Location: NPAP, 40 West 13 Street, New York, NY 10011
Date/Time: Saturday, May 1, 2021, 2:00 – 4:30 PM EDT
CE: 2.5 Contact Hours [LMSW/LCSW, LP]
Costs: Candidates/Students: $30; Professionals: $65.
For Parts I & II: Candidates/Students: $50, Professionals: $100

Life, Death, and Psychotherapy in the Shadow of the Pandemic Presenter:
Josh Cohen, Ph.D.
From our consulting rooms, clinicians are experiencing the diverse effects of the compression of our patient’s (and our own) lives into increasingly tight physical and psychic spaces. Under these conditions, it can be very difficult to discern if the life drive or the death drive is at work. What is at stake in this apparent confusion of the drives?

Planet Earth: Crumbling Metaphysical Illusion
Presenter: Robert Stolorow, Ph.D.
What can help us face up to the horrors with which climate change threatens us? The presenter makes a case for emotional dwelling, an encounter that calls for language that meets the trauma head-on, articulating the unbearable and the unendurable. To tackle the overwhelming perils of climate change we must include in our dwelling on earth an emotional dwelling with one another that renders shared apocalyptic anxiety more tolerable.

After attending the presentation, participants will be able to
– Identify the presence of death anxiety as a contributing and complicating factor in treatment.
– Explain different ways in which death anxiety can be moved from latent dread to symbolized content by clients as they face their mortality.

Clinical Circle Returns — Psychotherapists Reflect on the Pandemic (Part XI-Finale)

Presenter/Facilitator: Alice Entin, LCSW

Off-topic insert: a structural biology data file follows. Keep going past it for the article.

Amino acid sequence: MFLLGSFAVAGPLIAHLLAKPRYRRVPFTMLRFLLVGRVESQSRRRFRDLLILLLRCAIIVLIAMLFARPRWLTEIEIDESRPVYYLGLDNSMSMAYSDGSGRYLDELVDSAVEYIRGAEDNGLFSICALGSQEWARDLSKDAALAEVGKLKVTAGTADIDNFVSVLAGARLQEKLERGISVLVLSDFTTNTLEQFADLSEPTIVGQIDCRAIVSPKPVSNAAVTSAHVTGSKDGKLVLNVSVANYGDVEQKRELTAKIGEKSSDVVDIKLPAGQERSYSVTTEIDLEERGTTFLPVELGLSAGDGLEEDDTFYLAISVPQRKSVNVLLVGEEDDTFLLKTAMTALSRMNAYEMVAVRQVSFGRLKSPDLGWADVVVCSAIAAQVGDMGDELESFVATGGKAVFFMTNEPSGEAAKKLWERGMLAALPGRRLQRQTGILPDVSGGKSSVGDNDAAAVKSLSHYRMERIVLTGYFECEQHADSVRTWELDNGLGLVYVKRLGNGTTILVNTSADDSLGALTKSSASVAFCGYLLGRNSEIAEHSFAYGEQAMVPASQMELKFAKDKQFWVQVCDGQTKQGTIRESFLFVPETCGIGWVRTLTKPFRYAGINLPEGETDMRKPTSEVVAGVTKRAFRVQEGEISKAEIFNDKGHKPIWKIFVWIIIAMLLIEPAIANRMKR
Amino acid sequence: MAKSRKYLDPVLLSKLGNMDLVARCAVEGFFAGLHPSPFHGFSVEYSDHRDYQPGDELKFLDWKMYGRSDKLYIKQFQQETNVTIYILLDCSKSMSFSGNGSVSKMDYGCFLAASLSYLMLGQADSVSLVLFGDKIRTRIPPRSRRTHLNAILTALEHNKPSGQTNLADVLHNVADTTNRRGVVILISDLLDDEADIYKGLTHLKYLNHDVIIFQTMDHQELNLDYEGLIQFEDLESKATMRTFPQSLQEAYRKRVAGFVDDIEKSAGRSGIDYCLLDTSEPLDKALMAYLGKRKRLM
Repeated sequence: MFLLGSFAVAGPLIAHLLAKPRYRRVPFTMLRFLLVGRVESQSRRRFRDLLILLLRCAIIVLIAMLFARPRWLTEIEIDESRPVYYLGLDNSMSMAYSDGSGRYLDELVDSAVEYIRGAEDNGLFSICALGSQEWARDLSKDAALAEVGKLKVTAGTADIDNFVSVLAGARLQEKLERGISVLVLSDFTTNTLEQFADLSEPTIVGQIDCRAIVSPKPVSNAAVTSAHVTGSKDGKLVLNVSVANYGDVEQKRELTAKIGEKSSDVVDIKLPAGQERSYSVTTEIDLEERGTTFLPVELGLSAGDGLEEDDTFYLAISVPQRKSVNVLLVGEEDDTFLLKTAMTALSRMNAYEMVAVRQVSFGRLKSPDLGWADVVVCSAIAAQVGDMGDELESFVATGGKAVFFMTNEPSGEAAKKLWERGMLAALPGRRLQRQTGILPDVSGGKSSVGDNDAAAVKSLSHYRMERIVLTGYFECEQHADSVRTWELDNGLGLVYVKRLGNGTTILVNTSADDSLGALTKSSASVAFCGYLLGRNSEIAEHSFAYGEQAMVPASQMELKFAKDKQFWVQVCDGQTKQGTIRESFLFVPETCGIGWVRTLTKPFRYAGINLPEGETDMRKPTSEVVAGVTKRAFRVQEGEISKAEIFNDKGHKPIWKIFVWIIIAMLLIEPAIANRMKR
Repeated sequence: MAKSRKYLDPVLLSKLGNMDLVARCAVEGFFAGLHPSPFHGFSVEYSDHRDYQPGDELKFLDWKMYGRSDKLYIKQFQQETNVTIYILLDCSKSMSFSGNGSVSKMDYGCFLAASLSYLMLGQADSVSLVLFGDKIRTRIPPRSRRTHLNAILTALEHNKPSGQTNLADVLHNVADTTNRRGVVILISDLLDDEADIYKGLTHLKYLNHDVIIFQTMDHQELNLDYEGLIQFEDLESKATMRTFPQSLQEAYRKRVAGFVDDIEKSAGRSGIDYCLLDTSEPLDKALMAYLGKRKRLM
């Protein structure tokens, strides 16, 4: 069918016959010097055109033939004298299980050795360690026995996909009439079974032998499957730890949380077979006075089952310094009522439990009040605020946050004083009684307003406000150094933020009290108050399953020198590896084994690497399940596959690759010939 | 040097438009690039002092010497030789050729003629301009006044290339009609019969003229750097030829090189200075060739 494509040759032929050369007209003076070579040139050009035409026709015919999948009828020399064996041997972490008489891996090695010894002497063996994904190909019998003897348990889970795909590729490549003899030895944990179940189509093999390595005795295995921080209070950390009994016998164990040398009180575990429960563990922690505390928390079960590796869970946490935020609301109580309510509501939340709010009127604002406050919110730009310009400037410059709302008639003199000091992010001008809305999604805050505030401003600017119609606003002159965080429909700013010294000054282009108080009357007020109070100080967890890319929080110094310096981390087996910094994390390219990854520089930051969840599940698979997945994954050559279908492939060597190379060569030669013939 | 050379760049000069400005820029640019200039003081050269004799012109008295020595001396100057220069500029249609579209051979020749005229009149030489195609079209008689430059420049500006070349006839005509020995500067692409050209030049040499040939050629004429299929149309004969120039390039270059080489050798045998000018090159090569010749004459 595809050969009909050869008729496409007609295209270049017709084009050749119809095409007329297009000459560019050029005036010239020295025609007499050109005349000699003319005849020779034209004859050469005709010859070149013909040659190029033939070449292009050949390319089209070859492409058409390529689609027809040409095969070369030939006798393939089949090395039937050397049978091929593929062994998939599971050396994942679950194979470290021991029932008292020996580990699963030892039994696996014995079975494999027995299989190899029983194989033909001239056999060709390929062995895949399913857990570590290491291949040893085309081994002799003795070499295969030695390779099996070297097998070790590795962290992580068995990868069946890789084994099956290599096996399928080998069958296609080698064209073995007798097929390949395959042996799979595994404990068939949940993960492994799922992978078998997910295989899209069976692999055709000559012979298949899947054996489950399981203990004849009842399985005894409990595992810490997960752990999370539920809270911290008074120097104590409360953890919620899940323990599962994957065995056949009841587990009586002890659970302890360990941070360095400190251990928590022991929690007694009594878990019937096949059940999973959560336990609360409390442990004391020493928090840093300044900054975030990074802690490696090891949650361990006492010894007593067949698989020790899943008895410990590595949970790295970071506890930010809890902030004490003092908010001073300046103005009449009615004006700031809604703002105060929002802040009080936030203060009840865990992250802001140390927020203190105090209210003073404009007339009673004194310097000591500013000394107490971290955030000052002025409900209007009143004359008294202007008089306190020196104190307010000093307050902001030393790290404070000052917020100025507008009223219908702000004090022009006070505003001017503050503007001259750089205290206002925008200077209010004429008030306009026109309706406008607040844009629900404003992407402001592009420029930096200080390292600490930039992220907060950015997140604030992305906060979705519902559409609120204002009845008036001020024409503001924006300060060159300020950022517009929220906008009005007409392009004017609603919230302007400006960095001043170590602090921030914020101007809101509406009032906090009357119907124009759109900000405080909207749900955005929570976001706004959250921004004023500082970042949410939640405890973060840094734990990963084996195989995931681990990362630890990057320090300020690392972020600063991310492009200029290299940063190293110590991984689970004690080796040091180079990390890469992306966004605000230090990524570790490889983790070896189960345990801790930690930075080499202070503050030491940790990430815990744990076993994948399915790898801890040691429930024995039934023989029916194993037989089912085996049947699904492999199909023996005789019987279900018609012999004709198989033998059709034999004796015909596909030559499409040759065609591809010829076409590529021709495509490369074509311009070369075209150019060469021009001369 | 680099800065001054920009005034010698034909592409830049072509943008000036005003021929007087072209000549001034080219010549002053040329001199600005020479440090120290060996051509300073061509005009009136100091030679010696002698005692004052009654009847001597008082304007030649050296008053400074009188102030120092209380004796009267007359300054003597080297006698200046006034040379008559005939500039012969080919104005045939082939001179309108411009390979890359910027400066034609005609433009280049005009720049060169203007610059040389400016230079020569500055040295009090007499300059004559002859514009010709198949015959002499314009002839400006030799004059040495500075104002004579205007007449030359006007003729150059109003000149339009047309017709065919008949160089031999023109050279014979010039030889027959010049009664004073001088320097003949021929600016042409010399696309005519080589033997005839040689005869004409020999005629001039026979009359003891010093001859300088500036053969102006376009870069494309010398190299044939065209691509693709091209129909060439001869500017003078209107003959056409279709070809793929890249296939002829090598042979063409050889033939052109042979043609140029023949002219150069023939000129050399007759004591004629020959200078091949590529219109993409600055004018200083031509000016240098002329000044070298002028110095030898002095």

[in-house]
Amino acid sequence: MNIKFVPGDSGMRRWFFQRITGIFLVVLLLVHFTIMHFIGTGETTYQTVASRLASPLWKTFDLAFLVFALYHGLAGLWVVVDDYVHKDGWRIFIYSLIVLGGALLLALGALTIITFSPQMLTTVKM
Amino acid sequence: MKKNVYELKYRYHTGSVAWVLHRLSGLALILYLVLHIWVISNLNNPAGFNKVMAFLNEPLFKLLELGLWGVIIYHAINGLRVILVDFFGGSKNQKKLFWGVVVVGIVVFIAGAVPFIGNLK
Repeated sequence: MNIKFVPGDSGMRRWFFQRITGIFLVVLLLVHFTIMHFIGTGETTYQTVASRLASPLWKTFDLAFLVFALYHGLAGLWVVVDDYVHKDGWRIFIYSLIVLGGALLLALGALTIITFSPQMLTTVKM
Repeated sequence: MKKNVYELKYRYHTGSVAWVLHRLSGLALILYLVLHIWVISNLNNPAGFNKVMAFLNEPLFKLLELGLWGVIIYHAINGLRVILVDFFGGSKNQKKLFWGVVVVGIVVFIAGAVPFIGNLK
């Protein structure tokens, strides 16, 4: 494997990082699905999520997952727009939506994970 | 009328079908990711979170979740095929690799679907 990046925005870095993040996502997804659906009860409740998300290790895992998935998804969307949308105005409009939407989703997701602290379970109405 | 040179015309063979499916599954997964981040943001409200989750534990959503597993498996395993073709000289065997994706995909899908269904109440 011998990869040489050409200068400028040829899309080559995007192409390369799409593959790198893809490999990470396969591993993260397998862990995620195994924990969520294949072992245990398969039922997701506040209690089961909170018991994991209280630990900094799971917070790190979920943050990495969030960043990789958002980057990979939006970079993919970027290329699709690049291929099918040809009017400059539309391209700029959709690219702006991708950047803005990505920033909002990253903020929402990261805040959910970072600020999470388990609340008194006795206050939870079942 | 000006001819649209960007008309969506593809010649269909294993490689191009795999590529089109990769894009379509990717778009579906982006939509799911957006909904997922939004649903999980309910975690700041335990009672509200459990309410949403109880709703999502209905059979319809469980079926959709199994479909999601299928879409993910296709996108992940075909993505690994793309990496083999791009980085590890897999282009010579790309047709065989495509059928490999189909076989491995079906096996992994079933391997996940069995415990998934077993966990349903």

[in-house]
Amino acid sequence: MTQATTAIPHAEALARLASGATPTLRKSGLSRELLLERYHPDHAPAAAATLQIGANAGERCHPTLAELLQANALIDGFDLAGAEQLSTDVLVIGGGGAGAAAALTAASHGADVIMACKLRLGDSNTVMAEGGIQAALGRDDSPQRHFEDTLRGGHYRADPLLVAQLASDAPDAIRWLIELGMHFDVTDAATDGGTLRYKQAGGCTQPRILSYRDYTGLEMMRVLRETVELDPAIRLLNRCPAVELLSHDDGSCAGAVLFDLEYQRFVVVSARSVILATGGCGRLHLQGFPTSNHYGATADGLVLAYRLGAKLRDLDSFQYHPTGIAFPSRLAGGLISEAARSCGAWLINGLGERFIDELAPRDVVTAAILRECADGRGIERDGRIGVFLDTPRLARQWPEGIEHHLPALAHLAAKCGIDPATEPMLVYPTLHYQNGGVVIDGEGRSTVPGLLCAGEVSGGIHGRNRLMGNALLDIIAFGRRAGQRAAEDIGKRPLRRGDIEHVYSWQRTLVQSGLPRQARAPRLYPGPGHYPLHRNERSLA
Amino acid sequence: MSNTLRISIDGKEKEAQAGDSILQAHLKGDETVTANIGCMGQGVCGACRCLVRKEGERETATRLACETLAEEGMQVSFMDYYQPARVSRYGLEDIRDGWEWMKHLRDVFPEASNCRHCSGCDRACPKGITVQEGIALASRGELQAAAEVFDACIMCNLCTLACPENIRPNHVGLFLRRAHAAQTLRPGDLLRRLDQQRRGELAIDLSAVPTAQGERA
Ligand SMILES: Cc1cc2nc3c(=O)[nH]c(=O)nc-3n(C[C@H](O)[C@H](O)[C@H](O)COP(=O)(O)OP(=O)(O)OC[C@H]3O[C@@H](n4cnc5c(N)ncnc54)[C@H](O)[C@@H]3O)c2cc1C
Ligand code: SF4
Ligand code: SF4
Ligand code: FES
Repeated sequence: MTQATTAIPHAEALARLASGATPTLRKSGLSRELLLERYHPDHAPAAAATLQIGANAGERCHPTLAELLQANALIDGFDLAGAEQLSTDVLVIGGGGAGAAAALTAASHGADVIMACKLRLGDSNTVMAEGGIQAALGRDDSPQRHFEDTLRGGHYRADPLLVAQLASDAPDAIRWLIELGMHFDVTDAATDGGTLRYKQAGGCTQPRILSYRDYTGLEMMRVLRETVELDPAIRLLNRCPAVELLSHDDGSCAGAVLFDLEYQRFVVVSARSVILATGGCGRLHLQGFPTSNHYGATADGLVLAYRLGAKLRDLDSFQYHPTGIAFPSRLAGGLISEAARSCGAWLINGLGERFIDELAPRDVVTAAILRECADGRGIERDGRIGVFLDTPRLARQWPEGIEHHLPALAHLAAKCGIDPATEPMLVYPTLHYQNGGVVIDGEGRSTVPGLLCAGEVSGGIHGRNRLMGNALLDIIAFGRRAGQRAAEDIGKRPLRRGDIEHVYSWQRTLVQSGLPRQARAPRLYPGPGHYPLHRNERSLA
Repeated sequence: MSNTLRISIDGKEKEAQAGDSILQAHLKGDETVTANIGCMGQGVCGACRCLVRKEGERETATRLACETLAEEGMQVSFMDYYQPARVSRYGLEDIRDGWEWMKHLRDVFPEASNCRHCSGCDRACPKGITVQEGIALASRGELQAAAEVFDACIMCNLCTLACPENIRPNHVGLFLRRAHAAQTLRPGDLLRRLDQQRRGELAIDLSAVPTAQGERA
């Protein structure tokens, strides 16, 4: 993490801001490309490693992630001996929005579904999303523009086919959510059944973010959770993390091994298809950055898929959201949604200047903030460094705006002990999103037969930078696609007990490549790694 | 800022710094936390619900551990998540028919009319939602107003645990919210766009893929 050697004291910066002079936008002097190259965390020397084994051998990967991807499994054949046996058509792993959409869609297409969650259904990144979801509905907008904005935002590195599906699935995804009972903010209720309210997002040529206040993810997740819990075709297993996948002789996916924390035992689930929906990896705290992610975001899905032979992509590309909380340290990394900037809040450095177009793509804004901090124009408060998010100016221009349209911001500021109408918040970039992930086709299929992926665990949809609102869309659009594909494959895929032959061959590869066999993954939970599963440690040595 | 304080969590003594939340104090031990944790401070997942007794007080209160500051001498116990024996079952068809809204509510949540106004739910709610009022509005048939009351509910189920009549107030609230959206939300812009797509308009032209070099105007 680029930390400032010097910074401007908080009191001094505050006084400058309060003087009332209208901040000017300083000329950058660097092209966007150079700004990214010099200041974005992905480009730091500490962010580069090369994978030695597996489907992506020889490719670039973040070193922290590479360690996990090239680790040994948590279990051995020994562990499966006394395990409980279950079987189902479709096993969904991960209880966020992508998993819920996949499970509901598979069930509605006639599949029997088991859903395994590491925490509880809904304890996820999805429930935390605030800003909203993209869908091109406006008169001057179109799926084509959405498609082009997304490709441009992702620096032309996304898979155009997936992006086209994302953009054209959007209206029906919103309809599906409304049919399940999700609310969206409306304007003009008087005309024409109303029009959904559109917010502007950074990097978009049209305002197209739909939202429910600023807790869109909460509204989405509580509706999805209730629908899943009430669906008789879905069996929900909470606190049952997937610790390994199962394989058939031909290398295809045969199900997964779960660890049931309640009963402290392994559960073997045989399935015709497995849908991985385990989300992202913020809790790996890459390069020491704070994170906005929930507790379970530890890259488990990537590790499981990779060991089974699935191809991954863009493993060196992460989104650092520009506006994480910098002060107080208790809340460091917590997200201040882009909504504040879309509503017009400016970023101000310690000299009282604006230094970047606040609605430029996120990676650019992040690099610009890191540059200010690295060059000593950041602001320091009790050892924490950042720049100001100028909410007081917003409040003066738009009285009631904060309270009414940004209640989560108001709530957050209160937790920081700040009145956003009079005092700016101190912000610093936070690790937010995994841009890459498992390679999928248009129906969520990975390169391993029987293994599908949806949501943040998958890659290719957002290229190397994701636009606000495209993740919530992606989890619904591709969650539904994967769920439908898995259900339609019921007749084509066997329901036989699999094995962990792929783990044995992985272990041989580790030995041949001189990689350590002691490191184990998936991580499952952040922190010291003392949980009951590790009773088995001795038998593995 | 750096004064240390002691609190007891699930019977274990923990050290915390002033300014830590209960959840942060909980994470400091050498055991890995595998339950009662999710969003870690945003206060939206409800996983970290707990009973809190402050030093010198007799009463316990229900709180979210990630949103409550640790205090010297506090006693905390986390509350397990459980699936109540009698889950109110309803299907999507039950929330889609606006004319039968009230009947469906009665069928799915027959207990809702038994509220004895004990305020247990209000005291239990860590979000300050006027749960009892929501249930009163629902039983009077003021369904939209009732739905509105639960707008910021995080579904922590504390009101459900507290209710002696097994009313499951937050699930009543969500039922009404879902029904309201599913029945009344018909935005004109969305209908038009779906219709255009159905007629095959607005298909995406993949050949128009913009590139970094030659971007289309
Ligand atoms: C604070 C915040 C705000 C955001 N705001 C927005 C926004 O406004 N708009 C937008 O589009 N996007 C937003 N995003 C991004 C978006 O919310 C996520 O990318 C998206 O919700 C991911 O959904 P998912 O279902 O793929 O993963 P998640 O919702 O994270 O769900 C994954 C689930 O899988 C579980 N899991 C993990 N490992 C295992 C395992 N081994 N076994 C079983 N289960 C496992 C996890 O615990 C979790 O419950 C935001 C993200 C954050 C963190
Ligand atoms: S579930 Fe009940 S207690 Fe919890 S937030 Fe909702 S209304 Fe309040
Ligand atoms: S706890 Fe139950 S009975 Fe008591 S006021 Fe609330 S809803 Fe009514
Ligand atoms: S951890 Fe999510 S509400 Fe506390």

Sponsored by: NPAP Continuing Education Committee, Alice Entin, Chair
Live online: Workshop
Date: Sunday, April 25, 2021, 5:00 – 6:45 pm
Total 1.75 CE Contact Hours
Fee: NPAP Members/Candidates – No Fee

What lies ahead, as the vaccine becomes widely available, and COVID-19 still has presence in our lives? During the first year of the pandemic, heightened attention was also pointed towards racism, climate change, social upheaval, healthcare, the economy? After practicing virtually for more than a year, what are reactions to returning to the consulting room? How is the therapeutic frame holding up over time? This forum aimed to provide a “holding environment” for our community for the past year.

After attending the presentation, participants will be able to
– Discuss clinical practice under adverse societal conditions.
– Identify how the therapeutic frame functions in a continually changing environment.

Dances of Intimacy: Culture, Families, Couples (Part 1) 

Frozen Time: Cultural and Multigenerational Trauma in Bi-Racial Coupling
Presenter/Moderator: Claire Beth Steinberger, LP, LMFT
Chair: Alice Entin, LCSW, Continuing Education Committee
Live Online: Lecture/Workshop
Location: NPAP, 40 West 13th Street, New York, NY 10011
Date/Time: Sunday, April 18, 2021, 2:00-4:00 pm.
CE: 2 Contact Hours
Cost: NPAP Members/Candidates – No Fee; Other Attendees $40; Other Candidates/Students: $20

This presentation highlights the significant contributions to family and couple systems theory and practice. Workshops illustrate a “systems model,” reflecting the interface of cultural, interpersonal, and individual dynamics. Areas of focus will include: multigenerational transmission of trauma, the clinician’s location in a diverse (tri-personal) field, family-of-origin investigation for couples and individuals, the transformative role of dreamwork, the relational “birds of a feather” phenomenon, and surprises and quagmires of teletherapy.